I am a speech pathologist. I am a person, a wife and now have a child of my own. I LOVE my job. I love my job so much that I get to school early in the morning. Yes I am one of the first people through these doors every morning. Many times it is to prepare for the upcoming speech sessions that day. Your child was the most difficult child I have ever encountered in my speech career, but that made me want to work even harder. I have researched behavioral techniques. I have bought special materials to help your child accomplish the goals we have set this year and took time out of my day at home to even make materials specifically for your child.  I love my job so much that I will drop my child off at child care this next school year. Yes I will drop my child off at child care in order to come help children like yours here at school. Do you realize that I do that? Do you realize that I was so eager to help your child succeed that I used to lie awake at night trying to think of a new way to tackle a goal in order for your child to succeed? There are minutes on IEP paperwork and I saw your child for those minutes every single week. I am so dedicated to your child and all my students that I made up sessions even though I didn't have to. I spent countless more minutes talking to teachers, administrators, making activities, buying activities and setting up a successful environment for your child. I sent home homework and activities over break for you to work on with your child.  I spend a lot of my own money each year to provide the newest of materials for your child and the rest of the students on my caseload. I worked extra jobs so I could do that which was more time away from my family.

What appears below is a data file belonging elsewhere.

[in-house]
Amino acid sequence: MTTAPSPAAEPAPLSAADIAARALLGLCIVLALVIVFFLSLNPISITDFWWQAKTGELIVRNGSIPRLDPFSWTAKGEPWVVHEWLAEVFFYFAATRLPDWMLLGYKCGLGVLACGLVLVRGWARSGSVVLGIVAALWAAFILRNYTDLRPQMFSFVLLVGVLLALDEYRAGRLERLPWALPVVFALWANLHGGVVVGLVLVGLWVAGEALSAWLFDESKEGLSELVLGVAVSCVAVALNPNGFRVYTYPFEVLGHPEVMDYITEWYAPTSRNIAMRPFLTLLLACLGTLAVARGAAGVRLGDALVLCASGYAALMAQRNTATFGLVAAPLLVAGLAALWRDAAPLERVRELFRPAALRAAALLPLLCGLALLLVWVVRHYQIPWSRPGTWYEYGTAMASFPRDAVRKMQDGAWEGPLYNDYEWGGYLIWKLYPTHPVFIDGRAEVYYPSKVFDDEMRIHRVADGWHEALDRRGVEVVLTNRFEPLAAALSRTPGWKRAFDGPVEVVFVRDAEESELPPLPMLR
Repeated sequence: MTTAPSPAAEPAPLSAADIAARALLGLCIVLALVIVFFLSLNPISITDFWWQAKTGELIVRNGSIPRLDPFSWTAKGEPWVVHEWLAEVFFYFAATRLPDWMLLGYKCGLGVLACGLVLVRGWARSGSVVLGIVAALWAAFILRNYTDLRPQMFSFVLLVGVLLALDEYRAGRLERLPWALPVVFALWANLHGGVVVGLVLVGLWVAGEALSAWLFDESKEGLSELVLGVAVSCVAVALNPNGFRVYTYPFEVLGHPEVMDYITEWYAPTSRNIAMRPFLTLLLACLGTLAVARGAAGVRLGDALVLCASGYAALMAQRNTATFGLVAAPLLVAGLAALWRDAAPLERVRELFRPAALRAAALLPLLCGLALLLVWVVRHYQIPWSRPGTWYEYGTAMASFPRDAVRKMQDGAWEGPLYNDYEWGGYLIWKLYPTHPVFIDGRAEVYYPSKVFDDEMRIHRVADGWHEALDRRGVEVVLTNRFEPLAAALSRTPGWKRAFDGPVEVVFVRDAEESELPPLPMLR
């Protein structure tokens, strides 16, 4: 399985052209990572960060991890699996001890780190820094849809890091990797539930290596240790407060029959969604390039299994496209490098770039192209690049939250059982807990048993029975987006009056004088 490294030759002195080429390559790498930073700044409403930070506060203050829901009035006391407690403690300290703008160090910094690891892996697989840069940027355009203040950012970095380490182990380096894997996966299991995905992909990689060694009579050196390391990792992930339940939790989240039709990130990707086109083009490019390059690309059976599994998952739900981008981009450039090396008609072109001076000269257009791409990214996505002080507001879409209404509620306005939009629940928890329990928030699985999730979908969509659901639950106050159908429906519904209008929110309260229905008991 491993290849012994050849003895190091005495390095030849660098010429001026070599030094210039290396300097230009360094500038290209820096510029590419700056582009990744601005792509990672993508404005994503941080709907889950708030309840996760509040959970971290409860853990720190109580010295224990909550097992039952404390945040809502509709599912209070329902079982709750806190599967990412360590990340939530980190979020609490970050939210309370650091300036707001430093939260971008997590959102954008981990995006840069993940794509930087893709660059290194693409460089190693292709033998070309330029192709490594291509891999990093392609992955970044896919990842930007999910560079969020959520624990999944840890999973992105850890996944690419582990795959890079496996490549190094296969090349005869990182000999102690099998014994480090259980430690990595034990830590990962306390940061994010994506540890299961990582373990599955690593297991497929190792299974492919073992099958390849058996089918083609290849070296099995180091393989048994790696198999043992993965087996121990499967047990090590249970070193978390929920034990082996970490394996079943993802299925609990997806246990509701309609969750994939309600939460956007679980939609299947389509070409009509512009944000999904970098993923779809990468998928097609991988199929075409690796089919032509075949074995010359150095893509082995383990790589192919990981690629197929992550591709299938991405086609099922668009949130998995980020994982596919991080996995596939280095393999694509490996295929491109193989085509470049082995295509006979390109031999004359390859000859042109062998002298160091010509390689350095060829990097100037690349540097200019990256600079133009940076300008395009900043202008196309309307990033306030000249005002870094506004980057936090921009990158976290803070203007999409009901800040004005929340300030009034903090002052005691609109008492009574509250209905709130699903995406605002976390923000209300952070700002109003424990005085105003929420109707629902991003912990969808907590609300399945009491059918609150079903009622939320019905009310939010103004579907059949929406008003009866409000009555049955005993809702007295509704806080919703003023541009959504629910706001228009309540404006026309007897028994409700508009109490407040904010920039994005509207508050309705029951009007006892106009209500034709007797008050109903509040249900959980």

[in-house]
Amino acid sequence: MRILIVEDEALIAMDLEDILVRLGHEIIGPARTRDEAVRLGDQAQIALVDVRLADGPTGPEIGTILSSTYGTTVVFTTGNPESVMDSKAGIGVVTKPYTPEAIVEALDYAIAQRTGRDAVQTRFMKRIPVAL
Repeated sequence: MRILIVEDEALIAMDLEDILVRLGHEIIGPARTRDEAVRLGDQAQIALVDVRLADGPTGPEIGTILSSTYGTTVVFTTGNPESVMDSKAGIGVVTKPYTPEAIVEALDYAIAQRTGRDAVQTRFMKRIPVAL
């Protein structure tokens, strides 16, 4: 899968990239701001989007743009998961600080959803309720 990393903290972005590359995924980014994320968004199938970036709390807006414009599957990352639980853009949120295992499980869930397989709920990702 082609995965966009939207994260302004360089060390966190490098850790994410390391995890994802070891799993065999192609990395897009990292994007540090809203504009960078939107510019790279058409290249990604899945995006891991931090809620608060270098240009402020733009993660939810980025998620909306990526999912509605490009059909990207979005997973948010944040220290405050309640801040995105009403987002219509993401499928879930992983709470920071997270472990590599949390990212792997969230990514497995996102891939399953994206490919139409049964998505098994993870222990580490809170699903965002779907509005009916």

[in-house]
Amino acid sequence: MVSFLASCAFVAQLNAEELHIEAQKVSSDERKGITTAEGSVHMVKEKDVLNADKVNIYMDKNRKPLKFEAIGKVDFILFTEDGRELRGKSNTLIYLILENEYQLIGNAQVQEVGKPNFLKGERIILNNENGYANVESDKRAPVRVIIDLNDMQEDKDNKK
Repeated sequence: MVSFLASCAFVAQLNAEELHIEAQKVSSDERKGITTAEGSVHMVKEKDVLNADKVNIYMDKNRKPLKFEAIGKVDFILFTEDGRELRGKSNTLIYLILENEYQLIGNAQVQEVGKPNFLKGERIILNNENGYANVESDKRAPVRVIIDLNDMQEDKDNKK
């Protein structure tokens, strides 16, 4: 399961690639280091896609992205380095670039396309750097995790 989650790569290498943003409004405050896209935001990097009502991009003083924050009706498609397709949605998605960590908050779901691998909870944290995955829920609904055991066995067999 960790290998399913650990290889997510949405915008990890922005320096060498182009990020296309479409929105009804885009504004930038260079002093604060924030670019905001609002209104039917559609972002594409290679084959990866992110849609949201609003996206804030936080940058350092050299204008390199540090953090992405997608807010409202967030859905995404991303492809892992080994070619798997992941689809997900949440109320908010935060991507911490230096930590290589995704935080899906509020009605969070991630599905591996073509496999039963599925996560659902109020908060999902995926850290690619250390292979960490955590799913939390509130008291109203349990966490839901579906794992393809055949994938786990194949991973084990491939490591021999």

At the end of the school year, your child who was moving on to  a new school gave me a HUGE hug, a kiss on the cheek and said "bye minor". This brought me to tears because when I first met your child, there was no production of the sound /b/. Your child went from throwing tantrums because your child had no other way to communicate to three years later being able to tell me "bye minor" using words.  So, when you told me that i don't care about your child. It struck my heart. Please know this parent. I do know your child. Unlike you, your child knows my heart. I would only recommend for your child what I would recommend for my own. A lot of my recommendations came from hours of contemplation over your child's best interest for the remainder of this school year and the for the transition to a new school. I gave up a lot to be able to help your child every day and I make that choice everyday and will continue to make that choice when the new school year begins next year for my new students that I will receive. I love all my students. I love your child. Please keep these things in mind when you want to yell at someone who works with your child.